John Hurrell – 21 July, 2010
The golden, striation-covered clods are presented as if they are asteroids floating in space against a backdrop of clear blue sky. They are like spat out, gemlike, sucked-on pebbles of caramelised hokey-pokey: self contained revolving worlds intact unto themselves.
10 July - 22 August 2010
The three billboards Mary-Louise Browne is currently presenting on the Reeves Road wall opposite Te Tuhi are enlarged images of kauri gum, resin nuggets photographed from the collection of Howick Historic Village, in Pakuranga. The golden, striation-covered lumps are presented as if they are asteroids floating in space against a backdrop of clear blue sky. They are like gemlike, sucked-on pebbles of caramelised hokey-pokey: self contained revolving worlds intact unto themselves.
Although kauri gum is often equated with pioneer colonial culture there is something mysterious, primal and ancient about these ambiguous, honey-coloured translucent forms, and the vague dark marks trapped within them. Some of these shapes hint at Maori rock art found in caves - something entirely coincidental but worthy of comment - because of Browne’s early work. Oddly (because I don’t think it is deliberate) they have links with her performance work from the early eighties, where she traced outlines of her body and hands onto white walls - a reference to cave art. These hoardings, with their glowing, glistening, toffee-like interiors, hold your attention as you examine the dirt embedded in the hairline fissures on their outsides, and ponder about each nugget’s history - was it buried deep in the ground or floating in the ocean. What part of the northern North Island did it come from? How many thousands of years old is it?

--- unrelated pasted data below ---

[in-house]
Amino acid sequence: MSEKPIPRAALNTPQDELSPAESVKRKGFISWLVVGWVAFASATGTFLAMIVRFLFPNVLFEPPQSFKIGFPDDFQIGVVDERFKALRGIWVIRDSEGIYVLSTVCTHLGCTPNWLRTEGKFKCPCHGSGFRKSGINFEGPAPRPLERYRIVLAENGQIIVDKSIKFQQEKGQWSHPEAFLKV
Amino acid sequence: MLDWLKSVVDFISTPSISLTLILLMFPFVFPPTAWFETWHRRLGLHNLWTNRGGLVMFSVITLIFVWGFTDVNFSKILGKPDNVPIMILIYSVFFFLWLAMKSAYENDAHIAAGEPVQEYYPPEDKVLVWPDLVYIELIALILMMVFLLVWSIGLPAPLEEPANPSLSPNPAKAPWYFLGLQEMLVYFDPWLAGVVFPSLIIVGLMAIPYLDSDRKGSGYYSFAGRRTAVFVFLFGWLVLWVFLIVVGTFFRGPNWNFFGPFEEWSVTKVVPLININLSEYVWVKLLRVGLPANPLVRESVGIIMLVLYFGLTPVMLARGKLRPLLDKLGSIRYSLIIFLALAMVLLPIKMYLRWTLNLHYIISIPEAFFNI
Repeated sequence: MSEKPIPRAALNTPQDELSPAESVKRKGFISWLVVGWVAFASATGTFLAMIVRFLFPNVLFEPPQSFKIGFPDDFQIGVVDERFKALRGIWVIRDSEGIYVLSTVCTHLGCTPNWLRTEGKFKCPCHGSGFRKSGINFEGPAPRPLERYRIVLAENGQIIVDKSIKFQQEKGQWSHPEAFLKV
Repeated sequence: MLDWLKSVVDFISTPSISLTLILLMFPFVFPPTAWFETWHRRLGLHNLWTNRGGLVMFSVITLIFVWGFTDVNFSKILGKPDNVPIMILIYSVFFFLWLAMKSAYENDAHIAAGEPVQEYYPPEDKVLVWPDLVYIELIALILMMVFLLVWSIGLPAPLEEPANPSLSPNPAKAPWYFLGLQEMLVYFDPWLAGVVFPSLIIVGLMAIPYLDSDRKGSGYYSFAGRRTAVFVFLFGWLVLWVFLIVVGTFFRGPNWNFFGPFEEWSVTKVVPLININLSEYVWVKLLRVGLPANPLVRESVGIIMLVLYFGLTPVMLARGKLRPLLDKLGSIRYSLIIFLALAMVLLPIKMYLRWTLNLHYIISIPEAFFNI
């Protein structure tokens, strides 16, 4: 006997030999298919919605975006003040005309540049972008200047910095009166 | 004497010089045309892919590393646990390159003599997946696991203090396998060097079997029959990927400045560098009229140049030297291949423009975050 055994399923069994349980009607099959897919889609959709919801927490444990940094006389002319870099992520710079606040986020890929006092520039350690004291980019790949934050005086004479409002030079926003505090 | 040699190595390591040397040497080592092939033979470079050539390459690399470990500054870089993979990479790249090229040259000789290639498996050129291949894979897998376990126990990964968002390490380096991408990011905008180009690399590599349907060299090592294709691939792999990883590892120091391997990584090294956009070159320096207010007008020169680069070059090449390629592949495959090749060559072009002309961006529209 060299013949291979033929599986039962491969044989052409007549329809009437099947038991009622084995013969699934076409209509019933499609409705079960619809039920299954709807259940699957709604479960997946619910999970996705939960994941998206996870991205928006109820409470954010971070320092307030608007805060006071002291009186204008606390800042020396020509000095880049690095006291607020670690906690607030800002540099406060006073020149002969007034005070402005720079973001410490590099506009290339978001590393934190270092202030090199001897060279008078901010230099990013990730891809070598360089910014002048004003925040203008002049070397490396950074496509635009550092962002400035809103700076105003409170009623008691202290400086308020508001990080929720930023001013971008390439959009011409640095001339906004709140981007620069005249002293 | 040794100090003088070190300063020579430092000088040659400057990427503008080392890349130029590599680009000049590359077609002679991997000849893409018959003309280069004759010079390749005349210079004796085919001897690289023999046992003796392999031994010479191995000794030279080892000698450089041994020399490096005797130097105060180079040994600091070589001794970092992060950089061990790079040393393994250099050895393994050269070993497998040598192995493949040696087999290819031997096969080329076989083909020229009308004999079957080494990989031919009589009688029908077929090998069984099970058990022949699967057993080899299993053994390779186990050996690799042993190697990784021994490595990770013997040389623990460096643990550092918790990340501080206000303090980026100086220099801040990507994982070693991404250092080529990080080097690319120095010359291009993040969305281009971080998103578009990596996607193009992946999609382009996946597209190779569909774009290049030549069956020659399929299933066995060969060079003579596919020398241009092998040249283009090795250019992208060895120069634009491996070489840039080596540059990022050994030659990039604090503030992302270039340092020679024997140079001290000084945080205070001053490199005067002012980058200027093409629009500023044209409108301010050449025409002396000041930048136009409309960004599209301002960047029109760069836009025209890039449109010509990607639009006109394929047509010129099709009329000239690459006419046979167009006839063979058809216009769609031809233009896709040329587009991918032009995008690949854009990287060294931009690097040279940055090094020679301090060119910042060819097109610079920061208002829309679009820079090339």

Browne is normally known for her text works but these images take her to some place new. The sensuality of the seemingly edible resin, its indistinct murky internal layers, the rough crumbly, slightly powdery exterior: all suggest possible areas of mental contemplation not immediately linked to the concision of language - more a type of drifting reverie that is less tangible. The optically enterable gum seems akin to the sort of substances Gaston Bachelard was interested in with his psychoanalytic discussions of fire and water as poetic tropes, except it is solid, while seeming to be flickeringly alive and in motion.
An exciting new direction for this artist.